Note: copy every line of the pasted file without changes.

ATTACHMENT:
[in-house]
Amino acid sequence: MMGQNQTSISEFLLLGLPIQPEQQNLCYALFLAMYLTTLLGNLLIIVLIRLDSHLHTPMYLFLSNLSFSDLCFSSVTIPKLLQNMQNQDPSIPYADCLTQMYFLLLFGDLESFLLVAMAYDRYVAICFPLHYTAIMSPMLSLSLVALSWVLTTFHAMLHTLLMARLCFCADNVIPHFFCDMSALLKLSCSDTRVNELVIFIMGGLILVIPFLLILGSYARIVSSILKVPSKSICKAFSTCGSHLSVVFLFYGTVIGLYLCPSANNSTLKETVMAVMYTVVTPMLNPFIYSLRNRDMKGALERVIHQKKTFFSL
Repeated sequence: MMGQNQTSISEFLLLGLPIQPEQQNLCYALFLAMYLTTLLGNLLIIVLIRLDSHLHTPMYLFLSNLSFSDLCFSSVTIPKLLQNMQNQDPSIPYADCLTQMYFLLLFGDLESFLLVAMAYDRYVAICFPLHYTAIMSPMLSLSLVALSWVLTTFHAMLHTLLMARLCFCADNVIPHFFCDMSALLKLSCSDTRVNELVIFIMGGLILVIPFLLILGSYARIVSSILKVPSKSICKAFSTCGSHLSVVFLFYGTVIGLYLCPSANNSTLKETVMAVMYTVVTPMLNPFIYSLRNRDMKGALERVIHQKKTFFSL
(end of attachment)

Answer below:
[in-house]
Amino acid sequence: MMGQNQTSISEFLLLGLPIQPEQQNLCYALFLAMYLTTLLGNLLIIVLIRLDSHLHTPMYLFLSNLSFSDLCFSSVTIPKLLQNMQNQDPSIPYADCLTQMYFLLLFGDLESFLLVAMAYDRYVAICFPLHYTAIMSPMLSLSLVALSWVLTTFHAMLHTLLMARLCFCADNVIPHFFCDMSALLKLSCSDTRVNELVIFIMGGLILVIPFLLILGSYARIVSSILKVPSKSICKAFSTCGSHLSVVFLFYGTVIGLYLCPSANNSTLKETVMAVMYTVVTPMLNPFIYSLRNRDMKGALERVIHQKKTFFSL
Repeated sequence: MMGQNQTSISEFLLLGLPIQPEQQNLCYALFLAMYLTTLLGNLLIIVLIRLDSHLHTPMYLFLSNLSFSDLCFSSVTIPKLLQNMQNQDPSIPYADCLTQMYFLLLFGDLESFLLVAMAYDRYVAICFPLHYTAIMSPMLSLSLVALSWVLTTFHAMLHTLLMARLCFCADNVIPHFFCDMSALLKLSCSDTRVNELVIFIMGGLILVIPFLLILGSYARIVSSILKVPSKSICKAFSTCGSHLSVVFLFYGTVIGLYLCPSANNSTLKETVMAVMYTVVTPMLNPFIYSLRNRDMKGALERVIHQKKTFFSL